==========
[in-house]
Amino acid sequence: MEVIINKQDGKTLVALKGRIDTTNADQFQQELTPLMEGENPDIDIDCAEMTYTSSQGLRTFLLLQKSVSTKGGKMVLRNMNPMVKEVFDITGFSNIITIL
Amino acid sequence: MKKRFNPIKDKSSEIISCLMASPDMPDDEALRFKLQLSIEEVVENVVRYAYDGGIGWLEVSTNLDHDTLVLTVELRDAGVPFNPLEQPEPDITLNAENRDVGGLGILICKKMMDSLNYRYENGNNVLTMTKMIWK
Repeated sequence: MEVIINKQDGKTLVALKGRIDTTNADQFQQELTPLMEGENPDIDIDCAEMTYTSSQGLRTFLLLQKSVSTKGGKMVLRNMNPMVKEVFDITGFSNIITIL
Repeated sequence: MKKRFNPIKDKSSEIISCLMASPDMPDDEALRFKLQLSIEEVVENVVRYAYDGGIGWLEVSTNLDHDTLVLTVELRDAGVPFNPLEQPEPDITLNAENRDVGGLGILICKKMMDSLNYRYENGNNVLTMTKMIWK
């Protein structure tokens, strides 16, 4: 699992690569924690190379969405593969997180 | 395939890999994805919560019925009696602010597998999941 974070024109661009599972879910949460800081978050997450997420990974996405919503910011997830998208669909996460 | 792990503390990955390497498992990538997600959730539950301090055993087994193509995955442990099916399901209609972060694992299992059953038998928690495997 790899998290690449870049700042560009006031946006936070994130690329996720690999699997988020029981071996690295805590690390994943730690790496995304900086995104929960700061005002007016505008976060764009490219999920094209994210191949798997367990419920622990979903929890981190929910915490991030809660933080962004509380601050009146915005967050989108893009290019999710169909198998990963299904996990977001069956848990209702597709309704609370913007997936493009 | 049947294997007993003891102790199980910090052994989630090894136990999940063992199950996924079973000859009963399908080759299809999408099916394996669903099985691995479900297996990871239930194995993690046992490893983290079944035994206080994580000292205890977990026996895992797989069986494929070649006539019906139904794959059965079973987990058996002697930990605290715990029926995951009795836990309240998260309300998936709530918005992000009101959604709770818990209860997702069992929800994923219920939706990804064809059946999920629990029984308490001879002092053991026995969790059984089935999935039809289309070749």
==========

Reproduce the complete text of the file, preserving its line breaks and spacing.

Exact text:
[in-house]
Amino acid sequence: MEVIINKQDGKTLVALKGRIDTTNADQFQQELTPLMEGENPDIDIDCAEMTYTSSQGLRTFLLLQKSVSTKGGKMVLRNMNPMVKEVFDITGFSNIITIL
Amino acid sequence: MKKRFNPIKDKSSEIISCLMASPDMPDDEALRFKLQLSIEEVVENVVRYAYDGGIGWLEVSTNLDHDTLVLTVELRDAGVPFNPLEQPEPDITLNAENRDVGGLGILICKKMMDSLNYRYENGNNVLTMTKMIWK
Repeated sequence: MEVIINKQDGKTLVALKGRIDTTNADQFQQELTPLMEGENPDIDIDCAEMTYTSSQGLRTFLLLQKSVSTKGGKMVLRNMNPMVKEVFDITGFSNIITIL
Repeated sequence: MKKRFNPIKDKSSEIISCLMASPDMPDDEALRFKLQLSIEEVVENVVRYAYDGGIGWLEVSTNLDHDTLVLTVELRDAGVPFNPLEQPEPDITLNAENRDVGGLGILICKKMMDSLNYRYENGNNVLTMTKMIWK
């Protein structure tokens, strides 16, 4: 699992690569924690190379969405593969997180 | 395939890999994805919560019925009696602010597998999941 974070024109661009599972879910949460800081978050997450997420990974996405919503910011997830998208669909996460 | 792990503390990955390497498992990538997600959730539950301090055993087994193509995955442990099916399901209609972060694992299992059953038998928690495997 790899998290690449870049700042560009006031946006936070994130690329996720690999699997988020029981071996690295805590690390994943730690790496995304900086995104929960700061005002007016505008976060764009490219999920094209994210191949798997367990419920622990979903929890981190929910915490991030809660933080962004509380601050009146915005967050989108893009290019999710169909198998990963299904996990977001069956848990209702597709309704609370913007997936493009 | 049947294997007993003891102790199980910090052994989630090894136990999940063992199950996924079973000859009963399908080759299809999408099916394996669903099985691995479900297996990871239930194995993690046992490893983290079944035994206080994580000292205890977990026996895992797989069986494929070649006539019906139904794959059965079973987990058996002697930990605290715990029926995951009795836990309240998260309300998936709530918005992000009101959604709770818990209860997702069992929800994923219920939706990804064809059946999920629990029984308490001879002092053991026995969790059984089935999935039809289309070749």